Repost home page

Publish/Subscribe is a common mechanism used for services (or microservices) to communicate with one another. It does not, however, pair well with serverless functions such as Amazon’s Lambda, or Google’s Cloud Functions. A relatively new service — Repost — provides a PubSub system designed to be used with serverless functions. We’re going to have a look at using it.

Many systems, especially microservice based applications, require services to talk to one another. While your system is small, you might just send http requests directly from one service to another. This very quickly runs into a problem though. …


Kotlin’s type system gives plenty of advantages over Java. The default to have types non-nullable, and adding nullability deliberately and optionally is a huge boon, made even better by the compilers ability to predict potential null reference errors. Something neither language does well (in my opinion), however, is handle error conditions.

Java’s checked exceptions are one of the most complained about features I’ve ever encountered, and with good reason. Having each method list every possible way in which it can go wrong, and having the caller have to directly deal with that is an exercise in boredom. …


The Kotlin language has a large number of features that can be classed as syntactic sugar — they make the language just a bit nicer to use and read, mostly by eliminating repetitive code.

A common form of repetitive code comes when you want to work with Maps. Maps will almost always come up in some form or another, often when communicating with external systems (e.g. JSON data coming in). They’re popular for their flexibility and use in inter-language operations— keys can be strings and data can be any value. …


Even for a small application, it will often become desirable to change settings when the app runs rather than when it is compiled. A configuration file full of the various settings for the application is not uncommon in this scenario, where changes to the settings can be made and the app restarted with the new settings — the only question is what format should this settings file be?

JSON and YAML are both popular choices, as are Java Properties Files and sometimes INI files and other application-specific text formats. They all have their pros and cons, but all fall in…


For a few years now, Kubernetes (pronounced coo-burr-net-eez, abbreviated to k8s) has been getting a lot of attention and hype in the DevOps world. However, it’s very hard to see what it does without having used it in a real world scenario.

From the kubernetes page

Kubernetes, also known as K8s, is an open-source system for automating deployment, scaling, and management of containerized applications.

It groups containers that make up an application into logical units for easy management and discovery. …


There are plenty of stories out there telling us of the advantages of CQRS — The Command and Query Responsibility Segregation pattern. The simple version is that we should separate Commands (user requests that change the data) from Queries (user requests that request data or some calculation on it), and that the data model we use often shouldn’t be the same for the two cases. Queries should never cause a change in the state of the system — no database writes, no file access — while Commands should only do these things and should not return data.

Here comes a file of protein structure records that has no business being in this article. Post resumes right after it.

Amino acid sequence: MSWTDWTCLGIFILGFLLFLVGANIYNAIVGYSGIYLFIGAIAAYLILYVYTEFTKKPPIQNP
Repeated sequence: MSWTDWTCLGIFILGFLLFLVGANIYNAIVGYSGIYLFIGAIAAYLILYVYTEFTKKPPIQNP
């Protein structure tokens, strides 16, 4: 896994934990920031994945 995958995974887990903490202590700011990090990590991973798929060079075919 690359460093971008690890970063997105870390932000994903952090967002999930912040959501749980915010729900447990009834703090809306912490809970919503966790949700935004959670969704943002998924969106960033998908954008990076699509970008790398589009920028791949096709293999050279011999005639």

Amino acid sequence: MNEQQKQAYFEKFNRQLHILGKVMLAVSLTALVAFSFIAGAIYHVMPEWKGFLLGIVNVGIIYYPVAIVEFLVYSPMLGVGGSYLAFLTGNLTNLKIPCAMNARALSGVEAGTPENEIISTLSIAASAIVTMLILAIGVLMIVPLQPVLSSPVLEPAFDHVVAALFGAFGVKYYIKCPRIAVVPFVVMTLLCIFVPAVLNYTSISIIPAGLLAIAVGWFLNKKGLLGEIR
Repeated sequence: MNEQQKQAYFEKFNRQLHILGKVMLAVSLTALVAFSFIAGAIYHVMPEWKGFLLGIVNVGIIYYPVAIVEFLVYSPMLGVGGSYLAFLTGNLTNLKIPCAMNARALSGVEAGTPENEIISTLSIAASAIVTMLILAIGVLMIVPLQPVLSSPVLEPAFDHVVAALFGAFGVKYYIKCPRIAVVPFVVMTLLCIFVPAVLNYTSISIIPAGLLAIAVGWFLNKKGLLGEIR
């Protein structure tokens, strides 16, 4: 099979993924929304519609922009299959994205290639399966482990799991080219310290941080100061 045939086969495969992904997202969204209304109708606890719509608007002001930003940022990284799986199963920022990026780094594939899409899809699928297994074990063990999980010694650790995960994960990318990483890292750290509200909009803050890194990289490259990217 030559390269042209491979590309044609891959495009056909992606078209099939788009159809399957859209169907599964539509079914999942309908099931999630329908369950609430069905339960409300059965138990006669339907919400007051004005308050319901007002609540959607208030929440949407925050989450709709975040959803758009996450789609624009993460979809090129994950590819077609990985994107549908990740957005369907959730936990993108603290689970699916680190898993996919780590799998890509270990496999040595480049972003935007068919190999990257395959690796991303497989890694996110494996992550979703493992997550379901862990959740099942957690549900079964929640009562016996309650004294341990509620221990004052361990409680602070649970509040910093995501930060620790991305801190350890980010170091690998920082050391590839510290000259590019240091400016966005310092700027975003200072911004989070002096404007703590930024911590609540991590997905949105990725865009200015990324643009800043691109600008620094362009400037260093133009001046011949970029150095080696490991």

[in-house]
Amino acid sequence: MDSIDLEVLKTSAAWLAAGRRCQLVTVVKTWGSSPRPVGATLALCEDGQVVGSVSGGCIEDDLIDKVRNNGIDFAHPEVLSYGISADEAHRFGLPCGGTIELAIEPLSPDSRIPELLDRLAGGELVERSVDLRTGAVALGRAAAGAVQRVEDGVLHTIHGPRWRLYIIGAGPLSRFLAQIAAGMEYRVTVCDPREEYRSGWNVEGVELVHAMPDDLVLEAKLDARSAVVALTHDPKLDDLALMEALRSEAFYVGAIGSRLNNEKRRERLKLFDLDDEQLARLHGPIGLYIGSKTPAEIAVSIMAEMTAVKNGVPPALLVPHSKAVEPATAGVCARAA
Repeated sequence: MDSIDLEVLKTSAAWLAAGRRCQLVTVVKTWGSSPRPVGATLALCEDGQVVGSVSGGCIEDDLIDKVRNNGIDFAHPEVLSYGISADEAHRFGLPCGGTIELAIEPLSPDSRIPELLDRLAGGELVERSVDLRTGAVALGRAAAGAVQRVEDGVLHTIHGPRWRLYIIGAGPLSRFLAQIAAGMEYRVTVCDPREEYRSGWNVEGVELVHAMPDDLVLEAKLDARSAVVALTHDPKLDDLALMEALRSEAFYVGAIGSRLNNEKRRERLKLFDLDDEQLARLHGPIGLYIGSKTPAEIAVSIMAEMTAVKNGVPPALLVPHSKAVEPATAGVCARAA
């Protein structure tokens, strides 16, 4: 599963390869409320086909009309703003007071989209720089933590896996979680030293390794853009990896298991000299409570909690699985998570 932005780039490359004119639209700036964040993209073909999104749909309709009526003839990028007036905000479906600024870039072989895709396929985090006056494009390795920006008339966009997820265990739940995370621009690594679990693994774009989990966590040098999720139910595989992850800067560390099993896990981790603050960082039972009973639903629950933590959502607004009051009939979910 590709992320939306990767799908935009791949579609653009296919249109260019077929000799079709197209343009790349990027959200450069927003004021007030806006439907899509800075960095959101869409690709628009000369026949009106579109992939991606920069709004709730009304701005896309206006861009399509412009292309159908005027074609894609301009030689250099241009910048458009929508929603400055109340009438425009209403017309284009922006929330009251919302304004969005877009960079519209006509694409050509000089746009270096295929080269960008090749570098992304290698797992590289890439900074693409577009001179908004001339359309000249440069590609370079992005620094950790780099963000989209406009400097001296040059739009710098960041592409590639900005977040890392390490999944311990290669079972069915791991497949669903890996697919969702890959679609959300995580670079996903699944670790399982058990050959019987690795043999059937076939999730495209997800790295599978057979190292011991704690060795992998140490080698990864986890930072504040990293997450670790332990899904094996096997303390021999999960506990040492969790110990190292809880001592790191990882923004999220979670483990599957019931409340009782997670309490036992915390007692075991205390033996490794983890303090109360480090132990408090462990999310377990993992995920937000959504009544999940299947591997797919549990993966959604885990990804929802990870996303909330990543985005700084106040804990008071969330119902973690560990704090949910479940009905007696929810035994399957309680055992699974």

For example, in…


This is part of a series about building a User Defined Type system using Kotlin. If you haven’t read the previous parts (Part 1 and Part 2), I recommend catching up before you do.

In part 1 and 2, we implemented a simple but powerful User Defined Type system. We can describe a type and create instances of that type, and the code to do so is fairly easy to use from Kotlin. Our example usage looks like this:

While we can create a type and instance, this is a User type system, we need to be able to…


This is part of a series about building a User Defined Type system using Kotlin. If you haven’t read the previous parts (Part 1 and Part 2), I recommend catching up before you do.

The Type system we defined is powerful and flexible. Unlike some UDT systems, it allows a type to be defined in code as easily as from user data, and to be used almost like a Kotlin type, as long as all you want to do is move data around. So we’re going to add some more features.

First, it would be nice to more easily access…


This is Part 2 of a series on User Defined Types in Kotlin. If you haven’t read Part 1, I recommend catching up on it before proceeding.

In part 1, we defined a User Type System. It was simple, but flexible. However, it’s still lacking one important feature, creating instances of the Types we define. As it stands, the Type system looks like this:

(Notice that since part 1, I’ve added a fieldsByIdentifier method to DType. This is just for more readable access to the type’s fields. …

Eventually, most developers end up working on a project with User Defined Types. Often it’s the basis of a customisable forms system. For me, it was a school record system in which different schools tracked different pupil statistics.

When working with UDTs, it can be tempting to reach for a dynamically typed language, such as Javascript, and relying on the lack of strong typing to handle the changing type schema. However, a strongly typed UDT can be made in very few (<500) lines of kotlin, taking advantage of some of its features.

For a UDT, we need to be able…

James

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